Michael Hastings' Dangerous Mind: Journalistic Star Was Loved, Feared and Haunted 

Thursday, Aug 22 2013
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In mid-May, the Justice Department disclosed that it had obtained records of 20 phone lines belonging to Associated Press reporters as part of a leak investigation. The next week, the Washington Post obtained an affidavit from another investigation, in which a Fox News reporter was described as a "co-conspirator" with an alleged leaker.

And on June 5, Edward Snowden's leaks unmasked the NSA's electronic dragnet. As these revelations tumbled out, one after the other, Hastings grew increasingly consumed by them.

Hastings ended Panic 2012 on a hopeful note about President Obama. But when the AP story broke, he quickly changed course, arguing that the government's behavior would have a chilling effect on investigative journalism.

click to flip through (4) Michael Hastings' publicity photo shows him as a battle-hardened war correspondent.
  • Michael Hastings' publicity photo shows him as a battle-hardened war correspondent.

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"Any leeway or sympathy I ever give to the Obama White House, I take back forever," he said on Huffpost Live, on May 14.

The next week on The Young Turks, Hastings wore a green "One Flew Over the Cuckoo's Nest" T-shirt. Gesticulating for emphasis, he shouted, "I'm sick of this partisan, defend-Obama-on-everything. He's tapping your phones! The man is tapping your phones!"

In public appearances, Hastings said he had no information to suggest that he was being targeted. In private, he was convinced that he was.

"He felt that everything he was doing was being watched," Uygur says.

Gail Sistrunk McTiernan spoke with Hastings several times in May and June for a BuzzFeed story about her husband, imprisoned Die Hard director John Mc­Tiernan. "I know it was [Hastings'] belief that it was absolutely no problem for the FBI or anyone else" to listen to his calls, she says. "He assumed they were."

In May, Hastings traveled to Washington and New York and visited his editors. As usual, he was full of ideas — maybe something on the underbelly of Hollywood. He also was interested in doing something on surveillance, maybe a book.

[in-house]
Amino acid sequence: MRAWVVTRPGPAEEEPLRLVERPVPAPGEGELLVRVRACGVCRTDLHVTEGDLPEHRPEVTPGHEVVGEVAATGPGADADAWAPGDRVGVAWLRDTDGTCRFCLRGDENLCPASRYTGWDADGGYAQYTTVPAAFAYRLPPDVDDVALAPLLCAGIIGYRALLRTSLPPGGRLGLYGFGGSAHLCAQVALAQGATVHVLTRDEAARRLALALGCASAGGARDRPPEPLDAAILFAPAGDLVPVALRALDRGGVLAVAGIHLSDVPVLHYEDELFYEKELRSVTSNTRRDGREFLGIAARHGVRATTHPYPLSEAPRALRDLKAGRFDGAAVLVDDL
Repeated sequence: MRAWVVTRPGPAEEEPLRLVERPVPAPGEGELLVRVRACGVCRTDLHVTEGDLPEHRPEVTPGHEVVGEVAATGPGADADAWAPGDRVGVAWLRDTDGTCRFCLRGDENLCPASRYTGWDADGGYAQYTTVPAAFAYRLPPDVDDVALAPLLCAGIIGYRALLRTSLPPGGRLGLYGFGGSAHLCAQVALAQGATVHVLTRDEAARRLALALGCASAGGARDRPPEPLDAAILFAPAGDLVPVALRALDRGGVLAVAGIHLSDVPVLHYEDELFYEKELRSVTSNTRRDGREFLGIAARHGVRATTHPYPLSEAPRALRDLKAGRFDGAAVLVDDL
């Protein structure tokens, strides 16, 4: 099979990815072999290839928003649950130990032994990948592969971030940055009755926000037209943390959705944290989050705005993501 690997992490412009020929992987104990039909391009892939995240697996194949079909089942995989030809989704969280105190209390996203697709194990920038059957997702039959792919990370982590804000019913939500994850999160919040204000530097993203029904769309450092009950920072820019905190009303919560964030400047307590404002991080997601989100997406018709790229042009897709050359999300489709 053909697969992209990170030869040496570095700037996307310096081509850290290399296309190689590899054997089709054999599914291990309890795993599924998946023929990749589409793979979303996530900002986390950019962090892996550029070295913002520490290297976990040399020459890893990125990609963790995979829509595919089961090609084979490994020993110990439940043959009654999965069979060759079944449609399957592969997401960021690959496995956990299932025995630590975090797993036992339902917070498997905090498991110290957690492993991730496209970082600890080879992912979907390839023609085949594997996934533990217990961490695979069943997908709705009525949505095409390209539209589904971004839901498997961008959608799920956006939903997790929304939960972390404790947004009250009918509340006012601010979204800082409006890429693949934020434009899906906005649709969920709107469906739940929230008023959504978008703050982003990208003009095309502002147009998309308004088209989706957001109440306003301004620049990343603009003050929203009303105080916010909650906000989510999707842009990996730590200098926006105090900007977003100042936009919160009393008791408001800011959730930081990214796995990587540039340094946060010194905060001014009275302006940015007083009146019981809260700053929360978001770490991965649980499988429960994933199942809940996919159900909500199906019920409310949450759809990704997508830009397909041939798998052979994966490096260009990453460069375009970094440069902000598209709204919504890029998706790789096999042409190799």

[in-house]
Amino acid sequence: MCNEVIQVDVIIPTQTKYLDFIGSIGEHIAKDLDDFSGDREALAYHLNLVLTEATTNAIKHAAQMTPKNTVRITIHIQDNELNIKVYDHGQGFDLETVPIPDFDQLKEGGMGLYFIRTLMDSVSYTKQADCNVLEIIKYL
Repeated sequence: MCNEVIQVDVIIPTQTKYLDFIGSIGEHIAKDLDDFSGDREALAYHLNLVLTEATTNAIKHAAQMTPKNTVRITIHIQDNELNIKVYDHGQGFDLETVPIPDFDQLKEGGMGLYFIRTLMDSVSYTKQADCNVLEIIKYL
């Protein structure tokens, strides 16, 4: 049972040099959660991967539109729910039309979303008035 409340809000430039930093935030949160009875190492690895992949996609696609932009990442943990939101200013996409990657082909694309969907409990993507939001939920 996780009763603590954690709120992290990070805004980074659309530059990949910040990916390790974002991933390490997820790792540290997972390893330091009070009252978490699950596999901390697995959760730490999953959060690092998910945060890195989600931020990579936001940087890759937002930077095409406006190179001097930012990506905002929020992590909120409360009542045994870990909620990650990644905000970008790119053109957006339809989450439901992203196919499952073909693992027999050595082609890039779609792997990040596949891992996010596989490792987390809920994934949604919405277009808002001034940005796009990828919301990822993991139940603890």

"The NSA stuff ... really rocked him a bit," says Rosenthal, his editor. "I'm not a doctor, but he certainly was agitated in the last day or two of his life."

Mike McTernan, a staffer at Brave New Films, helped arrange a Skype interview for Hastings with some victims injured in a drone strike in Pakistan in early June. Hastings was thinking about including the material in a story he was doing for Rolling Stone on CIA director John Brennan.

"He just seemed very freaked out," McTernan says. "The conversation, in general, was pretty out there. He seemed like he was on edge."

The day before Hastings died, he sent an email to his BuzzFeed bosses with the subject line "FBI investigation, re: NSA." The email informed them that "the Feds are interviewing 'my close friends and associates,' " and advised them to get a lawyer if they were contacted. (No friends or associates have stepped forward to say that they were interviewed, and the FBI has denied it was investigating Hastings.)

"Also," Hastings wrote, "I'm onto a big story and need to go off the rada[r] for a bit."

By then, his behavior had frightened his out-of-town family members. Hastings' brother had come to visit that day from New York, hoping to persuade him to enter drug treatment. Hastings' brother later would speculate to authorities that, in addition to marijuana, Hastings was taking the hallucinogen DMT — which Thigpen calls "ridiculous." Hastings' brother also told investigators that he would not be surprised to find cocaine or another stimulant in the apartment.

Thigpen argues that Hastings was not doing anything harder than pot. She strongly disputes the coroner's suggestion that Hastings was taking methamphetamine, saying it was much more likely the amphetamine found in his system came from Adderall. (A coroner's spokesman acknowledged that the amphetamine could have come from either Adderall or meth.)

In addition to his drug use, Hastings was saying some disturbing things. Hastings' brother told investigators that, although Hastings had never talked of suicide, he did think of himself as "invincible," believing he could jump off his balcony and be all right.

That afternoon, about two hours after Hastings announced he was going off the radar, he and his brother stopped into Peas & Carrots International, a clothing shop in West Hollywood. He stayed in the store about 15 minutes, buying two T-shirts, and seemed in high spirits, co-owner Joshton Peas says.

"He was really chatty," Peas says. "He seemed like a normal guy — he was a little more amped up, passionate."

That night, his brother later told investigators, Hastings smoked marijuana and passed out around 12:30 or 1 a.m. His brother retired to the empty apartment underneath Thigpen's — the one Hastings used to write.

That timeline may be slightly off, however, because Jordanna Thigpen says that at 12:30 a.m., Hastings came to her apartment and asked to borrow her car. He was scared, she says, and trying to get out of town.


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